by Chidem Kurdas
Vanity Fair is not a magazine I follow, so I was taken aback when I flipped through an issue someone left behind at a café. According to the Editor’s Letter, “the chain of catastrophic bets made over the past decade by a few hundred bankers may well turn out to be the greatest nonviolent crime against humanity in history.”
Really? A few hundred bankers made millions of people live beyond their means, buy wildly over-priced houses, drive gigantic SUVs and put huge amounts of debt on their credit cards. Without those actions, the twin credit and real estate bubbles could not have inflated and hence there would have been no collapse.
“Never before have so few done so much to so many,” writes Vanity Fair editor Graydon Carter. That’s a very convenient way of looking at it—some banker made me do it, he should pay for it and be hung, drawn and quartered. Always a handy story and right now supremely fashionable.No wonder it is endorsed enthusiastically by the high priest of chic, the elaborately coiffed Mr. Carter, whose strong suit is creating impressions and images. Reality, apparently, is not his thing. A former colleague described him as someone who does not deal head-on with reality or feel encumbered by the truth. As a young man, he told people that he’s Jewish. He is not.
Here is how he explained the fiction later to an investigating reporter. “I thought, If you’re going to be an intellectual in New York, you gotta be Jewish.” So, you fabricate the appropriate background. And you peddle the latest myth, with photos to go with it.
In this case the pictures are of the fraudster Bernard Madoff – including an artsy one of a younger Madoff in what looks like a black turtleneck – accompanying an account by Madoff’s secretary. She doesn’t say anything interesting, but the photos are glossy.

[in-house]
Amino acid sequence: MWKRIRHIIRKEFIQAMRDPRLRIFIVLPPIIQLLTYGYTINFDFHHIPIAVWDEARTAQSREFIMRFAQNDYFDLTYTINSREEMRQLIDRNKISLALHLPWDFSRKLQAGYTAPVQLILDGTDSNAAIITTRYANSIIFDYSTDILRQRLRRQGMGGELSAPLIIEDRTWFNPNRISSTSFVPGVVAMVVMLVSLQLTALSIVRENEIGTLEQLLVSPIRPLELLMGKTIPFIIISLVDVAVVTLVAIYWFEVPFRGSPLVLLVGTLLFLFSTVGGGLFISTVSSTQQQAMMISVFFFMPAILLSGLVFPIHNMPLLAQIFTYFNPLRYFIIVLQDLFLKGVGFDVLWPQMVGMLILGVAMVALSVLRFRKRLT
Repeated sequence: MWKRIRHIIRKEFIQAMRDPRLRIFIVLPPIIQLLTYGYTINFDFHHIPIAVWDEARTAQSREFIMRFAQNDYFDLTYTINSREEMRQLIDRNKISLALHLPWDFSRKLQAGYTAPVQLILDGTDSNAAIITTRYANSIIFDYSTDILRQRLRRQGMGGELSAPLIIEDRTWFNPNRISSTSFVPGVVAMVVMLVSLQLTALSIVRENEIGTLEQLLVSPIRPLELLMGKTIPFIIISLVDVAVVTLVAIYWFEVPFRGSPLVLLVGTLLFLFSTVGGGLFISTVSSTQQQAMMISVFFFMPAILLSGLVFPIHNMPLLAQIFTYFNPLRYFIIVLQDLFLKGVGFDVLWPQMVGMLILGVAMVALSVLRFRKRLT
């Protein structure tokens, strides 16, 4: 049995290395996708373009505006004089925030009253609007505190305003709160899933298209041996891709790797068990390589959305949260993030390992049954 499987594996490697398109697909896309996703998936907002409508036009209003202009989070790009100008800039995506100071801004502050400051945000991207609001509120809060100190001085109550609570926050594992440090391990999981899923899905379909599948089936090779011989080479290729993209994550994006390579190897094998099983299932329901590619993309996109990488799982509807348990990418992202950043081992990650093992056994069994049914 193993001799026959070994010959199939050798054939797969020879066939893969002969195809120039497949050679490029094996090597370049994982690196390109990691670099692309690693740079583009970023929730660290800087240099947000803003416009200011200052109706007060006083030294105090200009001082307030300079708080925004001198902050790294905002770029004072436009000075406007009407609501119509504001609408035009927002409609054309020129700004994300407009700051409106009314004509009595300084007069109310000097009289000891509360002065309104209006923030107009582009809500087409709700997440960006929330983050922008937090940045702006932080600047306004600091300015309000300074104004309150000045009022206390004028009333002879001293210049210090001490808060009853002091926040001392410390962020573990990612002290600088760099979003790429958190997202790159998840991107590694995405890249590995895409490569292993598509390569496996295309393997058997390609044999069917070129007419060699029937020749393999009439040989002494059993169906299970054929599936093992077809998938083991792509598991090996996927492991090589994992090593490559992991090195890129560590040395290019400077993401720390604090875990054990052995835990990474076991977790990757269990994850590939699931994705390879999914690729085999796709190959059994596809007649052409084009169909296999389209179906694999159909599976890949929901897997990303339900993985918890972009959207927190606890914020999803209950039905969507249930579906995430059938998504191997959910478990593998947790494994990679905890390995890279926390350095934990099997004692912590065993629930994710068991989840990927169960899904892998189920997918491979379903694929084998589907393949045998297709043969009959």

There are many kinds of fiction. Some are harmless, but many have the potential of going out of control like Madoff’s. He will spend the rest of his life in prison, as he should. Other fantasies are damaging on a vast scale but nobody goes to prison for them.
A sense of personal responsibility is the only real defense against financial debacles. Responsibility, though, is an antiquated idea that has been out of fashion for a long time and was probably never very fashionable. The blame game destroys what’s left of it.
Take the 1990s stock bubble. A couple of hundred brokers and analysts forced us to buy Pets.com for stratospheric prices. We lost trillions of dollars because of their venality. Then we were forced to buy real estate we could not afford. Someone made people acquire McMansions at the peak of the market. Now foreclosures dot the land.
By the way, I’m thinking of buying swaps on the Brooklyn Bridge—you can make 150% a year. If it turns out badly, there will be sleek photos in Vanity Fair and an editorial against the greedy characters that made me do it.